General Motors announced on Monday that it had acquired Strobe Inc., a small California startup that has been developing a sub-$100 solid-state lidar for self-driving cars.
The terms of the deal were not announced but, given that Strobe was seeking only US $15 million in a funding round as recently as May, it is unlikely to be anywhere near the reported $680 million Uber paid for some of Waymo’s lidar team as part of its ill-fated Otto purchase.
Strobe looks to be a much better deal all around. The 12-person company is only three years old, and uses innovative frequency-modulated lidar technology first invented by its founder, Lute Maleki, at his previous firm called OEwaves.
Today’s commercial lidars, such as those sold by Velodyne and Quanergy, are time-of-flight systems. These calculate distance by measuring the tiny delay between the emission of a laser pulse and the reception of its echo. Time-of-flight lidars have a number of drawbacks. It is difficult to measure extremely short periods of time, which in turn limits their spatial accuracy. They also require very sensitive photodetectors and are susceptible to interference from the sun and other sources of light.
Instead, Strobe’s prototypes produce brief “chirps” of frequency-modulated (FM) laser light, where the frequency within each chirp varies linearly. Measuring the phase and frequency of the echoing chirp allows the system to directly measure both the distance and the velocity of objects in the road ahead. That reduces the computational load on the brains of an automated vehicle, enabling it to make faster decisions.
FM lidars are also relatively immune to interference and do not need especially sensitive photodetectors. However, producing high-quality chirps, with a good range of accurate frequencies that vary smoothly, has been tricky until now. Maleki’s advance was to use a so-called “whispering gallery mode” optical resonator to reduce the laser’s linewidth and generate a far more precise signal.
Visitors to St Paul’s Cathedral in London have long noticed that resonant sound waves can travel around the wall of a gallery in its dome, allowing even the quietest whispers to be heard from more than 40 meters away. A similar effect holds true for light waves in spherical optical resonators.
In Strobe’s system, light coming out of a resonator is injected back into light from the source laser, narrowing its linewidth. Modulating the optical properties of the resonator can then produce the highly linear optical chirps needed for automotive use.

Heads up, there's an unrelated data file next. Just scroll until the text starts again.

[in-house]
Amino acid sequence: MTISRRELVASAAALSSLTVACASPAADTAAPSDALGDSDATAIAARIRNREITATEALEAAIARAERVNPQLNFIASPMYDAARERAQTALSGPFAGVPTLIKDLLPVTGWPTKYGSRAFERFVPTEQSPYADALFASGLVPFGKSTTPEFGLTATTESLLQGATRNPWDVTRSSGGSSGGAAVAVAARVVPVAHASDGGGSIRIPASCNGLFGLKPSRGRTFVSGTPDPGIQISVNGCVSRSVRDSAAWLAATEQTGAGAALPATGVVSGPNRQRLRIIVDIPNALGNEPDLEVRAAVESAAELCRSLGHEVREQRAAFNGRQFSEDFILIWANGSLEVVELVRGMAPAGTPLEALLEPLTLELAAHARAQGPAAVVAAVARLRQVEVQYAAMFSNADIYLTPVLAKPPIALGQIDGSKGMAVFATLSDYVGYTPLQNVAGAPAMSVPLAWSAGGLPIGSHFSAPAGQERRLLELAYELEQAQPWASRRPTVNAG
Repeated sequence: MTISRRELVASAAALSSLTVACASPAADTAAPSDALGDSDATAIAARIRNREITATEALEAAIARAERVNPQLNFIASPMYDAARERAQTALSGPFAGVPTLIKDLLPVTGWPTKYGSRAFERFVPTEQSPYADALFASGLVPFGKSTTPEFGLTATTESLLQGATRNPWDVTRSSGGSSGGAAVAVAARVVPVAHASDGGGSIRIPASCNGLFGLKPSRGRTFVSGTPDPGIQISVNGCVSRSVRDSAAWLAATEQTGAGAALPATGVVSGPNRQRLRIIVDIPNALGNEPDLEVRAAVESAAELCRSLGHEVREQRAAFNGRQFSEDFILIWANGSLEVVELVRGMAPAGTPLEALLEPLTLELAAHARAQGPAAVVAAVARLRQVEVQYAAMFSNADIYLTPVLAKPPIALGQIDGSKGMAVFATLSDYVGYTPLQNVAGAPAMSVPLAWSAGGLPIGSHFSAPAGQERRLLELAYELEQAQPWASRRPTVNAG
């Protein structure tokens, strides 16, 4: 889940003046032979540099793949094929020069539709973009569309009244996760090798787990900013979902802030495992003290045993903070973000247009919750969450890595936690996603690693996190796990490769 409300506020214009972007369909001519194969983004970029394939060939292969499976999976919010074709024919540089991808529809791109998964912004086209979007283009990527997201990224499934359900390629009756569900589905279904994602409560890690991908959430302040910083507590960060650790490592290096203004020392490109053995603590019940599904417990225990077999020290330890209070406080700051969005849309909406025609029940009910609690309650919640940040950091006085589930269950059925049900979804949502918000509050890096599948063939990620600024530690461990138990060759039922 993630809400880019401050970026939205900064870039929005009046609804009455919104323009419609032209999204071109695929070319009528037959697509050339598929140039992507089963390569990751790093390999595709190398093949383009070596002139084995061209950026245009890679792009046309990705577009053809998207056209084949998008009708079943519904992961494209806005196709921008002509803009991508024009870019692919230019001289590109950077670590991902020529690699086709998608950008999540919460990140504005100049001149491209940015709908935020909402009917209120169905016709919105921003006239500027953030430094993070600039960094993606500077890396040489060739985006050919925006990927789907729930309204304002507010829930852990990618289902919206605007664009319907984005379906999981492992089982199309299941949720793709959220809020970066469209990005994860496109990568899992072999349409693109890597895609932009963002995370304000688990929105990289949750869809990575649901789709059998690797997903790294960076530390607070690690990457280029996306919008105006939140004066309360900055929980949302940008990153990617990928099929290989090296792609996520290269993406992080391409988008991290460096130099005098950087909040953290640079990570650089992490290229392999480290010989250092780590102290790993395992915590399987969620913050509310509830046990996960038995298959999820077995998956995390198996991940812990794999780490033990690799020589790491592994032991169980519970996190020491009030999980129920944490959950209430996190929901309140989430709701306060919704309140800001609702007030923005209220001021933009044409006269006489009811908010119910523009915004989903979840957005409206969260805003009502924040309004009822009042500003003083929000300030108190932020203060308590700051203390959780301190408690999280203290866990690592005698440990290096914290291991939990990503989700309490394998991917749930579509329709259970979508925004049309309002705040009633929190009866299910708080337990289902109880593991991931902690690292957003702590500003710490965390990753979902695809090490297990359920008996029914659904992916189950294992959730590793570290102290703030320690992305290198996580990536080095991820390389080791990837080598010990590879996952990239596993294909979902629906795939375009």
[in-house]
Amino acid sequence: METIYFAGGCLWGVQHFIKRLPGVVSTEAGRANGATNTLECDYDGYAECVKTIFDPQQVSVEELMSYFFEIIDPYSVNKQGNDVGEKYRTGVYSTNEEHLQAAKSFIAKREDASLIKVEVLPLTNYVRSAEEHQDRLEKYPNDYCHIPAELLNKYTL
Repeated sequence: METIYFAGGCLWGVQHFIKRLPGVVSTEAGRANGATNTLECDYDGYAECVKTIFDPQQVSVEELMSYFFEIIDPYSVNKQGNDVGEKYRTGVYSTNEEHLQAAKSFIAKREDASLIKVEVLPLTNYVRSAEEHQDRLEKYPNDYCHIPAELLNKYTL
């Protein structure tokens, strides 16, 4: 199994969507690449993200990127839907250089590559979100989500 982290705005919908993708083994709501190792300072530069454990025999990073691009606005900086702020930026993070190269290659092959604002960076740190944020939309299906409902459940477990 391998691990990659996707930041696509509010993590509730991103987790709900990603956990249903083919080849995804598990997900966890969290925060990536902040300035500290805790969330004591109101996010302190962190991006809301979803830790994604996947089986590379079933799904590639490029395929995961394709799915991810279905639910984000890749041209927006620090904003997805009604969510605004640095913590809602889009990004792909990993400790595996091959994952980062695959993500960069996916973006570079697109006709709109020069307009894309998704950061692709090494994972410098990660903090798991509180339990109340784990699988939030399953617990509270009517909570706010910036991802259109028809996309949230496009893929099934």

In a blog post, Kyle Vogt, CEO of GM’s Cruise Automation subsidiary, wrote, “Strobe’s new chip-scale lidar technology will significantly enhance the capabilities of our self-driving cars. But perhaps more importantly, by collapsing the entire sensor down to a single chip, we’ll reduce the cost of each lidar on our self-driving cars by 99 percent.”
An image on Strobe’s website seems to suggest that the lidar will be much smaller too, with a footprint as small as an American quarter. A number of these would be needed to generate the 360-degree coverage provided by the rotating, roof-mounted lidars seen on many experimental self-driving cars today. “When used together, cameras, lidars, and radars can complement each other to create a robust and fault-tolerant sensing suite that operates in a wide range of environmental and lighting conditions,” wrote Vogt.
In a document prepared for a Korean trade delegation to Silicon Valley in May, and obtained by IEEE Spectrum, Strobe claimed that its prototype lidar had a range of 300 meters, a processing time of fewer than 45 milliseconds, and cost less than $100. It also noted that its first product would be commercially available in the spring of 2018.
Cruise Automation is currently testing autonomous passenger cars in San Francisco, Phoenix, and Detroit. A spokesperson for GM and Cruise Automation told IEEE Spectrum: “We are not ready to reveal our integration plans with Strobe at this time, however we plan on utilizing GM resources to continue to accelerate our timeline.”